Fortunately for me, I didn’t get discouraged by my embarrassment or subsequent grounding. I ended up launching several businesses and embracing entrepreneurship as my career. But think about all the people that were discouraged from following their dreams — from a parent, teacher, or some other authority figure — that internalized the criticism and never tried again.

We are quick to scold those around us for behavior that deviates from the norm. While we certainly need to maintain law and order, we shouldn’t view divergent behavior as all good or all bad. We have highly developed detection systems to spot the negative, but by seeking the good in things we can drive more positive change in the world.

For every Broadway performer, entrepreneur, or pro athlete, there are probably 100 others who could have enjoyed the same success had they not been discouraged along the way.

Supporting those around us with positive feedback and encouraging them to pursue their biggest dreams may yield a few failures, but more importantly, it will help produce far more successes. This same principle applies to our own internal dialog, when we give ourselves a pat-on-the-back instead of cutting criticism.

Don’t scold, celebrate. Don’t demoralize, empower. Become the source of encouragement — to others and yourself — and you’ll end up helping your business, community and family.

Serve as the spark. Just try to stay clear of bottle rockets and Roman candles.

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Increase Trust, Reduce Cost

Posted on November 15, 2014 by Josh Linkner


That’s the annual cost to house, feed and guard a single prison inmate in New York City, according to a recent report published in the New York Times. This whopping price tag equates to a daily cost of $459.54.

In the sharpest of contrasts to the cement-block walls of a cold jail cell, the Ritz Carlton Hotel is the paragon of luxury. World-class service, beautiful design, 600 thread-count sheets. And yet, the average cost for a night at the Ritz — $323, according to its public filings — is 30% less than the cost of a night in city jail.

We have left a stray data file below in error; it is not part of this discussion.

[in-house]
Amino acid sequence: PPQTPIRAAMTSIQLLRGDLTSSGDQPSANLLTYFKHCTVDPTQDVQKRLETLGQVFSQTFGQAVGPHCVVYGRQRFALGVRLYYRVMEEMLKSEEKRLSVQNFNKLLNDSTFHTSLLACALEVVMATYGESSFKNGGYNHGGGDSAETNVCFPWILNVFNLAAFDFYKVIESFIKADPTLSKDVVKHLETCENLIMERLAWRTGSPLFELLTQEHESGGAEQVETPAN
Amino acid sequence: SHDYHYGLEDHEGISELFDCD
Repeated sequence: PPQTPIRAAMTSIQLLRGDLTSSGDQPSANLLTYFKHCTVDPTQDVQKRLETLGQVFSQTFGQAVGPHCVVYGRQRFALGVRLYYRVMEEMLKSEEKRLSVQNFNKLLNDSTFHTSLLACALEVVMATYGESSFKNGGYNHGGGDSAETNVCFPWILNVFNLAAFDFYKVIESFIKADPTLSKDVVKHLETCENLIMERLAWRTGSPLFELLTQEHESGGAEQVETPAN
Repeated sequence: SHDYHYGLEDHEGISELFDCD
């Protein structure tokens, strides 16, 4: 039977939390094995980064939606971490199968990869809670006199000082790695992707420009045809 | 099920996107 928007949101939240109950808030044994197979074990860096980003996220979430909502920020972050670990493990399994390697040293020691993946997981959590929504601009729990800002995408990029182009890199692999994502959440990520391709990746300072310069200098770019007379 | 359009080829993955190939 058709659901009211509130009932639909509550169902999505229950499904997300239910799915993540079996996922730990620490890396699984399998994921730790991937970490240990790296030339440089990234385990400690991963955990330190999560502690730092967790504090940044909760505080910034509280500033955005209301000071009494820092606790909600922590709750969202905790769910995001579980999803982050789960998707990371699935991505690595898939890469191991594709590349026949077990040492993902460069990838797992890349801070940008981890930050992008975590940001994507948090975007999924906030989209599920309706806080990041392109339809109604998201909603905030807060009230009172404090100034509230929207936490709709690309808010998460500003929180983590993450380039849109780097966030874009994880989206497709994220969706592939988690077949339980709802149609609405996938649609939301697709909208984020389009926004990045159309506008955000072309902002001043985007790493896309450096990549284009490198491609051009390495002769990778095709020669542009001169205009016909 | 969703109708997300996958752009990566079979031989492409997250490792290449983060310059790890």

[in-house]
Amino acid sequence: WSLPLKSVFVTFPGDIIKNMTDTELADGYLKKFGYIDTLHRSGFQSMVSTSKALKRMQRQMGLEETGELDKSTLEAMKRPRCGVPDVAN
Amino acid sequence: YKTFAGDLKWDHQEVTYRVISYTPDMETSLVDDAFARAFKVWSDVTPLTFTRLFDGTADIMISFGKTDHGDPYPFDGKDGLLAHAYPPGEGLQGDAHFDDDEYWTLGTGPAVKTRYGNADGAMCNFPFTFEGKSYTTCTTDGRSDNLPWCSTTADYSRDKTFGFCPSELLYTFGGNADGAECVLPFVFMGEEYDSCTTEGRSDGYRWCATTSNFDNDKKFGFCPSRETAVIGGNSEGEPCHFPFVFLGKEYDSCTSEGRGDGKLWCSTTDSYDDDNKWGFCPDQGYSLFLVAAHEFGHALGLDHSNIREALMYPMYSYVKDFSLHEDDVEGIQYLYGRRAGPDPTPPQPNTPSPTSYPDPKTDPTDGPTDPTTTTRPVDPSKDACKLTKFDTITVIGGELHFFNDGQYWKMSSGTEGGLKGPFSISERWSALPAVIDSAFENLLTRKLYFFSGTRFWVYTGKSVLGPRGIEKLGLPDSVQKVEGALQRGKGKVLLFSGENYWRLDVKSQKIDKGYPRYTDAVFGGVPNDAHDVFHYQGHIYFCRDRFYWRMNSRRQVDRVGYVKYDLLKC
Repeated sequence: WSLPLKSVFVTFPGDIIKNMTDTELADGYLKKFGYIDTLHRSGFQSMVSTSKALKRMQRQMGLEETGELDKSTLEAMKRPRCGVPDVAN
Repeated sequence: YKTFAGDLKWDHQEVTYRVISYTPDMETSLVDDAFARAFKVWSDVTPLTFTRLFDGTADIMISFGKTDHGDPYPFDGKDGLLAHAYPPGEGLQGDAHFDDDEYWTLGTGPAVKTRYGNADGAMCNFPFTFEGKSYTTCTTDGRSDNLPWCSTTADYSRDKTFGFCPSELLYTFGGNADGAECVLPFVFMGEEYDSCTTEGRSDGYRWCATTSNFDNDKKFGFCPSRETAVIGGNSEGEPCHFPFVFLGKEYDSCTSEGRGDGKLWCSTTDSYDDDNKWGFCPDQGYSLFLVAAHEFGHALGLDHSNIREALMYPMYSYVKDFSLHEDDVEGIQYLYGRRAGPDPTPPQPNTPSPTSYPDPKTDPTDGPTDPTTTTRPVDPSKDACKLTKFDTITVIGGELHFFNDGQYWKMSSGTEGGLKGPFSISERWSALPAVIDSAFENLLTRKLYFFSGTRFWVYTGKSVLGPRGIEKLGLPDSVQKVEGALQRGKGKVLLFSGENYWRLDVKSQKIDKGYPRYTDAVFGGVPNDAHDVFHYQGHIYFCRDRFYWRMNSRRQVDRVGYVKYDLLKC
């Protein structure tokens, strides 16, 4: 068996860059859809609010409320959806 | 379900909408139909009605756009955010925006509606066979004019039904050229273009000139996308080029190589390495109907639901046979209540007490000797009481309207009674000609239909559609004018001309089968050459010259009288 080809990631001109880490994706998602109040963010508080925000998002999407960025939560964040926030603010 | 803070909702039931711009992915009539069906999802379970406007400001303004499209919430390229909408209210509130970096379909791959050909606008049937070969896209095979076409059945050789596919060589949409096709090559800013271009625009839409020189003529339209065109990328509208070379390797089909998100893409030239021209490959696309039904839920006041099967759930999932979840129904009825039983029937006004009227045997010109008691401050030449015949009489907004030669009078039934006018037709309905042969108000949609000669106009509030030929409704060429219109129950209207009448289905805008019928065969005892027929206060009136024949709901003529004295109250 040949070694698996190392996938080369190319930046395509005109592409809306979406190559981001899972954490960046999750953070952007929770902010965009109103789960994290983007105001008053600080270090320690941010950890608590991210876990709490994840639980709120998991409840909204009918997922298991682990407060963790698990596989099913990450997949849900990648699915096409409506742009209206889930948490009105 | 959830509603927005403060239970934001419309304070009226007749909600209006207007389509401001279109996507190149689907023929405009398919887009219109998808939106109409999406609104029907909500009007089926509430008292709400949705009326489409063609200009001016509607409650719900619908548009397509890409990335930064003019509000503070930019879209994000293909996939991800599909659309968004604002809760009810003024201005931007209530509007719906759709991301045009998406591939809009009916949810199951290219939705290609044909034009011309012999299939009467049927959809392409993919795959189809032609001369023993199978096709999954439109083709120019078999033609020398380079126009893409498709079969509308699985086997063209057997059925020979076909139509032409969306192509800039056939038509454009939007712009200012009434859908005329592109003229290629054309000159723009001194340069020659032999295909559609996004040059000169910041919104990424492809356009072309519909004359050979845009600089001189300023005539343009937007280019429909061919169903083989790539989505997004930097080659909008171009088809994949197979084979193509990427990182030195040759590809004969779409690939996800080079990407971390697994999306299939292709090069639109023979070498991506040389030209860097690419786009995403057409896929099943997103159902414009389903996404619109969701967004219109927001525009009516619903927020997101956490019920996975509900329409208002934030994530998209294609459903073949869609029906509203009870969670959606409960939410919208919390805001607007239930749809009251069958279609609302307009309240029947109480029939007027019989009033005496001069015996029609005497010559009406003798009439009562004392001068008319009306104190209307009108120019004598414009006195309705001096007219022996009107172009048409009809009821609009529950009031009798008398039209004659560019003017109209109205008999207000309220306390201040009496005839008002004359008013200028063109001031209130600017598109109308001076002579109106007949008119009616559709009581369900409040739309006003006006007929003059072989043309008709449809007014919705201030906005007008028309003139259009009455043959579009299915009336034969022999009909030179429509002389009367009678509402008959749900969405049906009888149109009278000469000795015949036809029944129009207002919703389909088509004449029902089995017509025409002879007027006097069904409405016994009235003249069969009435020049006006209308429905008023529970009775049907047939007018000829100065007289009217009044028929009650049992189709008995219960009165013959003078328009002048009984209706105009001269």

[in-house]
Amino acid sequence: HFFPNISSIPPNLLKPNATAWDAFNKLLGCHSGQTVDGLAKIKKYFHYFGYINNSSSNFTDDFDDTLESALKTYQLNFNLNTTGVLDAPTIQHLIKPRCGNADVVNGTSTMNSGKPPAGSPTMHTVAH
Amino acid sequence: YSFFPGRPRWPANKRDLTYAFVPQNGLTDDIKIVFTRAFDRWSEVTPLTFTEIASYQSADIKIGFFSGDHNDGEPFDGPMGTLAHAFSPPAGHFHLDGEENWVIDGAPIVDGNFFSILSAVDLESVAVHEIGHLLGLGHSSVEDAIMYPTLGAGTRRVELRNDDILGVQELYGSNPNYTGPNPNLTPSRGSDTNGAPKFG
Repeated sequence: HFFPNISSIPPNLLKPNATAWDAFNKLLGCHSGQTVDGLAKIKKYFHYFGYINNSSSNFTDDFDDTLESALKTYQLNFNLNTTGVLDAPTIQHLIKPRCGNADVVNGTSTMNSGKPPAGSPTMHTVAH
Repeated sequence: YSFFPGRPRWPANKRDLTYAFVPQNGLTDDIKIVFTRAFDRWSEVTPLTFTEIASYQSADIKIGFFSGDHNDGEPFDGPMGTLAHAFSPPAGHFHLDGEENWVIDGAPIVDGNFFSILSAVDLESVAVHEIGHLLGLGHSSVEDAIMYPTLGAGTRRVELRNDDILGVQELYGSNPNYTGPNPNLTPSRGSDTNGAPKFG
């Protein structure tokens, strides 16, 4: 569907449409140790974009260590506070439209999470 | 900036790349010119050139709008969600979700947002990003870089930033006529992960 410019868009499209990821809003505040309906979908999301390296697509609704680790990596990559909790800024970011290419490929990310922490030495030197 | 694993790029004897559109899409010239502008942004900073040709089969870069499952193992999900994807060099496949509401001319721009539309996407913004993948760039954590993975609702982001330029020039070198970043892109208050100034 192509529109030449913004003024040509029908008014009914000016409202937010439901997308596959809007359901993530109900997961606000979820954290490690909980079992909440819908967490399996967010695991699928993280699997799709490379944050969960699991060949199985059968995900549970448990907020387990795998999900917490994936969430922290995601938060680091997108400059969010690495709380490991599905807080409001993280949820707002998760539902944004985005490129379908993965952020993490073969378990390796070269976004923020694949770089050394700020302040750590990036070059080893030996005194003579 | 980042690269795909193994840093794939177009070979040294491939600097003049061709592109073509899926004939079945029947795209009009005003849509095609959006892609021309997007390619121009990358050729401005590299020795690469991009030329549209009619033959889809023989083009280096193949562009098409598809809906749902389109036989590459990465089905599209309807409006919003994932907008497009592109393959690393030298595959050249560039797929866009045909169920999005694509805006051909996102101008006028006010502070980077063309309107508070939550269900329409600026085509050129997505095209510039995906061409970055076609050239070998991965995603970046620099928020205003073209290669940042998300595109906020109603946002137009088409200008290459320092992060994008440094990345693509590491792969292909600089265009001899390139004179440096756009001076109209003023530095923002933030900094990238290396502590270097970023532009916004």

Before planes struck our buildings on a clear September day, airport security costs were fairly low because officials trusted that passengers would generally behave. As an immediate response to unspeakable terror, the Transportation Security Authority (TSA) was formed to protect travelers and now has an annual budget of $7.39 billion.

In addition to the gigantic monetary burden, anyone who’s been to an airport recently can attest to how this lack of trust slows things down. Snaking security lines, invasive pat-downs, and requirements to practically undress to your skivvies burns time and money while violating our privacy. All because trust has been eroded.

What about in your own business, organization, community, or family? Companies enact rigid polices with layers of bureaucratic enforcement due to a fundamental lack of trust in team members and customers. The Broward County, Fla., jail system eats up 25% of every county tax dollar and represents the single largest expense to its taxpayers. Just imagine how those funds could be better used to elevate that community.

In Steven M.R. Covey’s masterful work, “The Speed of Trust,” he puts it simply: When organizational trust is low, costs go up and speed decreases. On the other hand, if you can build trust with those around you, costs decrease while speed increases.

As a leader (in business, community and family), you build trust in two ways: First, by being trustworthy yourself. Not only by being honest, but also keeping commitments and delivering on expectations. Secondly, trust is earned by trusting. As you extend trust to others, they return the favor and organizational trust begins to climb.

I’m always shocked how managers hire people based on their intelligence and sound judgment, yet rarely allow them to use either. With a foundation of trust, we can get on with the real work of innovating, creating and delivering. Every minute or dollar we spend policing could be redeployed into gaining competitive advantage if we can build teams that foster mutual trust.

The next time I feel like spending $459.54 for an overnight stay, I’m choosing the luxury hotel that can craft an upscale experience with its expenses rather than spending heavily to protect against bad behavior.

Build a trust-based organization, and you’ll be able to afford to better serve customers and drive sustainable growth. With growth and profits on the rise, you’ll certainly enjoy a good night’s sleep.